…( actually it’s just 5 and there’s one with me in ).
The more time I devote ( waste, give, spend…you decide) to the wonderful world of foraging, the more diverse the directions it leads me off in. Foraging is such an amazing mix of so many topics; wild food, herbal medicine, gastronomy, survival, nutrition, botany, history, sociology, ecology, sustainability and on and on. Just like hunting for wild food, often the best place for research, is to be on the border, the meeting of different environments always creating the most fertile ground and the exact same philosophy applies perfectly to my studies. If I wander too deep into the woods I may find the best fungi but I’ll loose sight of so many other possible foods…spend too much time on one topic and I neglect all the other tempting and fascinating subjects. I will never, without any doubt, be an expert, I’m too much of an enthusiast, but this scatter gun approach, does lead me to some fascinating places, both physically and mentally. Fortunately for people like me, there are some real experts in the world, not the majority of people just claiming to be, but the ones who really know their subject inside out or who have a skill so specific that only a lifetime of endeavour could have created it. Below are some short films, ranging from fascinating lectures to stories of survival and self sufficiency. Slightly embarrassingly I have also added a quick film featuring me, it really doesn’t belong in such esteemed company but I hope you enjoy watching them all.
1. Harvesting Birch Syrup in the Alaskan winter. Such an inspiring story of living with nature and creating a sustainable existence within it. A friend brought me back a huge bag of their Birch Brittle candy and I give it out on my walks. https://www.youtube.com/watch?v=dWaSLeLpDyo
2. How food shapes our cities. A lecture by Carolyn Steel. A brilliant and thought provoking short lecture. Carolyn discusses how food has shaped the way we live and the relationship between cities and monoculture, talking not only about the problems we face as an ever increasing population but looking at some positive possibilities for the future. https://www.ted.com/talks/carolyn_steel_how_food_shapes_our_cities#t-198290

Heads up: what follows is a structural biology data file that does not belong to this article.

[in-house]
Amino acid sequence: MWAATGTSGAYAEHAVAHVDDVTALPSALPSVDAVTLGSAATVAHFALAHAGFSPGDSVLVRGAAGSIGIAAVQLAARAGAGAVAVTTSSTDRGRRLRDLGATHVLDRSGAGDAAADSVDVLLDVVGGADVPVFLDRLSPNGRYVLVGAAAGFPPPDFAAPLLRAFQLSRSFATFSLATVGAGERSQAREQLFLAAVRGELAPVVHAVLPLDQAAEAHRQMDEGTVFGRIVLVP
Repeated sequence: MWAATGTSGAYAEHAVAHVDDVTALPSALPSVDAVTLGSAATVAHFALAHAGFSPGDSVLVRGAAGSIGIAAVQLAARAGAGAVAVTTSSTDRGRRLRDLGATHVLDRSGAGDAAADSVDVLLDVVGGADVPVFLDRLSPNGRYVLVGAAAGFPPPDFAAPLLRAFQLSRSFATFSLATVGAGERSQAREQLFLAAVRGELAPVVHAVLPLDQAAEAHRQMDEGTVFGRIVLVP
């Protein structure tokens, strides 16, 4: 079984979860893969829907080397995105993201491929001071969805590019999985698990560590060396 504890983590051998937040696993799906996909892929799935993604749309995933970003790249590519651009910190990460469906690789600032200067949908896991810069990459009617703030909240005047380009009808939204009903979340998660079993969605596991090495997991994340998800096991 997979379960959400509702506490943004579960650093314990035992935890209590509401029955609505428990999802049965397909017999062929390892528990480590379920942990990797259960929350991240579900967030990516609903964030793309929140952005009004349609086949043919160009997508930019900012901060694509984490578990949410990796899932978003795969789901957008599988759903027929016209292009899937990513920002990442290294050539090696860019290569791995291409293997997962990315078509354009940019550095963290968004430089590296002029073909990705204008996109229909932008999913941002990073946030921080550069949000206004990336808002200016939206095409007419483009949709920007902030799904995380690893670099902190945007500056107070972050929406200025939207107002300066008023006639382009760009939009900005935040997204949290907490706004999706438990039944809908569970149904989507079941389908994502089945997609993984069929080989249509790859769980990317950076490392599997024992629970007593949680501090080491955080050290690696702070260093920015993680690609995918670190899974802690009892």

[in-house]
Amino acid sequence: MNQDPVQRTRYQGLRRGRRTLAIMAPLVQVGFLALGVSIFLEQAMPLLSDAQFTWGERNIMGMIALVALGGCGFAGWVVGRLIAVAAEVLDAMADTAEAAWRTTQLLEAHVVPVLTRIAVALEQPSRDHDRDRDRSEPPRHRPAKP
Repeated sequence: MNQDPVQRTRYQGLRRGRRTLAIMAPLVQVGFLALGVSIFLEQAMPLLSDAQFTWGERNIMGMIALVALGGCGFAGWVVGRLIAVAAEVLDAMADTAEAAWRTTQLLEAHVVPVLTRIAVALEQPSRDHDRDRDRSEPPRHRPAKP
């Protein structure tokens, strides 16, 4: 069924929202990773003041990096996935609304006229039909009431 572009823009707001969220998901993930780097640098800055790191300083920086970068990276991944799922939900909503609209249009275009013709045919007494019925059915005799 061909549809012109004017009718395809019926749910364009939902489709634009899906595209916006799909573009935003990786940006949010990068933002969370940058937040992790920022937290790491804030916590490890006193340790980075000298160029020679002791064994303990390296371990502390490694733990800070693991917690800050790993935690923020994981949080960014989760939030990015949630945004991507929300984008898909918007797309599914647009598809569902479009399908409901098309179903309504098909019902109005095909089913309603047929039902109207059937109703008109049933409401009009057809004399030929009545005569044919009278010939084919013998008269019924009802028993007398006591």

3. Tree top honey gathering in the African Congo. In this short BBC film, Tete climbs up a 40 metre tree using just a vine and some incredible skills and nerve for projection. He is stung by an angry swarm of bees before reaching the prized honey. Nothing could be in greater contrast to the foraging events that I run here in London. An amazing little film of a man risking his life to bring his family the sweet stuff. https://www.bbc.co.uk/nature/humanplanetexplorer/survival_skills/foraging#p00dlvl4
4. Six ways to save the planet using mushrooms. If you only get time to watch one of these films, then please make sure it’s this one. Paul Stamets discusses a few of the ideas from his astonishing book Mycelium Running and looks at fungi based solutions to things as diverse as regenerating sites damaged by toxic waste through to mushroom based cancer treatments. Truly inspiring stuff. https://www.ted.com/talks/paul_stamets_on_6_ways_mushrooms_can_save_the_world#t-118523
5. Thomas Elpel explains his terrific book Botany in a Day. Foraging and botany can be reluctant bedfellows; foragers want to be out in the woods or fields not stuck in the library or crouched over a microscope. To the rescue comes Thomas and his terrific book in which he not only demystifies and dismantles the dark arts of botany, but puts them all back together again in two easy to digest ways, a great book and a card game for kids. https://www.youtube.com/watch?v=yBY44CkQbVc
6. Last and by all means least…….me. Last year I made a short film for The Discovery Channel. Basically they followed me round my local park while I jabbered nervously at the two hosts and the camera. Thanks to my friends Adam and Tree for editing my protracted waffling into something more concise. https://vimeo.com/97246901